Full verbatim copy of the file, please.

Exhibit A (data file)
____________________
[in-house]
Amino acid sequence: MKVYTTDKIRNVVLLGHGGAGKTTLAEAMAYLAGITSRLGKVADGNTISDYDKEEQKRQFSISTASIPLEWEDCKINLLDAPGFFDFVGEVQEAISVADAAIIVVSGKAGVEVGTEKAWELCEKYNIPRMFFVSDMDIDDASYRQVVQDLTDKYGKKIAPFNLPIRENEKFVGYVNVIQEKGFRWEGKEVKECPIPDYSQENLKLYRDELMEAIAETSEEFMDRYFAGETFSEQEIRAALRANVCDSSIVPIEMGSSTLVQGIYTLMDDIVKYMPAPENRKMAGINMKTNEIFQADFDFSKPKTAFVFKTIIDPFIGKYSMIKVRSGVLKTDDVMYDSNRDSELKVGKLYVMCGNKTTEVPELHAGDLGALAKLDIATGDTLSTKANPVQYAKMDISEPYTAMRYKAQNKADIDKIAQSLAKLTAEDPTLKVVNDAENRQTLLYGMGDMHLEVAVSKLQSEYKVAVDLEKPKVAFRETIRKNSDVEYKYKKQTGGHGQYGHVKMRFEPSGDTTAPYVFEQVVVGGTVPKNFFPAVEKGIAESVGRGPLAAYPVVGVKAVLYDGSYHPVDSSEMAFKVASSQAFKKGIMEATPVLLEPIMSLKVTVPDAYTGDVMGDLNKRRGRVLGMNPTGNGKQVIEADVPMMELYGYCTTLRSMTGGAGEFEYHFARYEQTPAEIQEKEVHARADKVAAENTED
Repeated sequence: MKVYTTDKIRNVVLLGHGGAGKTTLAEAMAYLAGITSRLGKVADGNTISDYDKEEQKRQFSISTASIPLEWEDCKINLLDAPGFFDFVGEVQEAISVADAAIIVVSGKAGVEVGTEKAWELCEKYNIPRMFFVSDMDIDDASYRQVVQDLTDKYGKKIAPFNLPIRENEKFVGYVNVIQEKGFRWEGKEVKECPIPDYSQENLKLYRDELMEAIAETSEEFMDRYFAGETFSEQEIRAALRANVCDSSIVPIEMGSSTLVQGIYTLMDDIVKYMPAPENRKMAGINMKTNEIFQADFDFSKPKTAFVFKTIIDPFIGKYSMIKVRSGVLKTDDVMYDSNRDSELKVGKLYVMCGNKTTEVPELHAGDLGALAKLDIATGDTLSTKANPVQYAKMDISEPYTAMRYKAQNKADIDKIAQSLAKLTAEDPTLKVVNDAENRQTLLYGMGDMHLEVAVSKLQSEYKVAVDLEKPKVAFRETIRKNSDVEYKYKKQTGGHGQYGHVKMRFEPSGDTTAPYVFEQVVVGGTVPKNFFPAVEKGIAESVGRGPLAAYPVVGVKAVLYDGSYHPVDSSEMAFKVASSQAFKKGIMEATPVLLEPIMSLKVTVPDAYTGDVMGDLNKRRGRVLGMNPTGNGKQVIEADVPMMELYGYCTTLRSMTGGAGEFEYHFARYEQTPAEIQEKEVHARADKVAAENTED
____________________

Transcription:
[in-house]
Amino acid sequence: MKVYTTDKIRNVVLLGHGGAGKTTLAEAMAYLAGITSRLGKVADGNTISDYDKEEQKRQFSISTASIPLEWEDCKINLLDAPGFFDFVGEVQEAISVADAAIIVVSGKAGVEVGTEKAWELCEKYNIPRMFFVSDMDIDDASYRQVVQDLTDKYGKKIAPFNLPIRENEKFVGYVNVIQEKGFRWEGKEVKECPIPDYSQENLKLYRDELMEAIAETSEEFMDRYFAGETFSEQEIRAALRANVCDSSIVPIEMGSSTLVQGIYTLMDDIVKYMPAPENRKMAGINMKTNEIFQADFDFSKPKTAFVFKTIIDPFIGKYSMIKVRSGVLKTDDVMYDSNRDSELKVGKLYVMCGNKTTEVPELHAGDLGALAKLDIATGDTLSTKANPVQYAKMDISEPYTAMRYKAQNKADIDKIAQSLAKLTAEDPTLKVVNDAENRQTLLYGMGDMHLEVAVSKLQSEYKVAVDLEKPKVAFRETIRKNSDVEYKYKKQTGGHGQYGHVKMRFEPSGDTTAPYVFEQVVVGGTVPKNFFPAVEKGIAESVGRGPLAAYPVVGVKAVLYDGSYHPVDSSEMAFKVASSQAFKKGIMEATPVLLEPIMSLKVTVPDAYTGDVMGDLNKRRGRVLGMNPTGNGKQVIEADVPMMELYGYCTTLRSMTGGAGEFEYHFARYEQTPAEIQEKEVHARADKVAAENTED
Repeated sequence: MKVYTTDKIRNVVLLGHGGAGKTTLAEAMAYLAGITSRLGKVADGNTISDYDKEEQKRQFSISTASIPLEWEDCKINLLDAPGFFDFVGEVQEAISVADAAIIVVSGKAGVEVGTEKAWELCEKYNIPRMFFVSDMDIDDASYRQVVQDLTDKYGKKIAPFNLPIRENEKFVGYVNVIQEKGFRWEGKEVKECPIPDYSQENLKLYRDELMEAIAETSEEFMDRYFAGETFSEQEIRAALRANVCDSSIVPIEMGSSTLVQGIYTLMDDIVKYMPAPENRKMAGINMKTNEIFQADFDFSKPKTAFVFKTIIDPFIGKYSMIKVRSGVLKTDDVMYDSNRDSELKVGKLYVMCGNKTTEVPELHAGDLGALAKLDIATGDTLSTKANPVQYAKMDISEPYTAMRYKAQNKADIDKIAQSLAKLTAEDPTLKVVNDAENRQTLLYGMGDMHLEVAVSKLQSEYKVAVDLEKPKVAFRETIRKNSDVEYKYKKQTGGHGQYGHVKMRFEPSGDTTAPYVFEQVVVGGTVPKNFFPAVEKGIAESVGRGPLAAYPVVGVKAVLYDGSYHPVDSSEMAFKVASSQAFKKGIMEATPVLLEPIMSLKVTVPDAYTGDVMGDLNKRRGRVLGMNPTGNGKQVIEADVPMMELYGYCTTLRSMTGGAGEFEYHFARYEQTPAEIQEKEVHARADKVAAENTED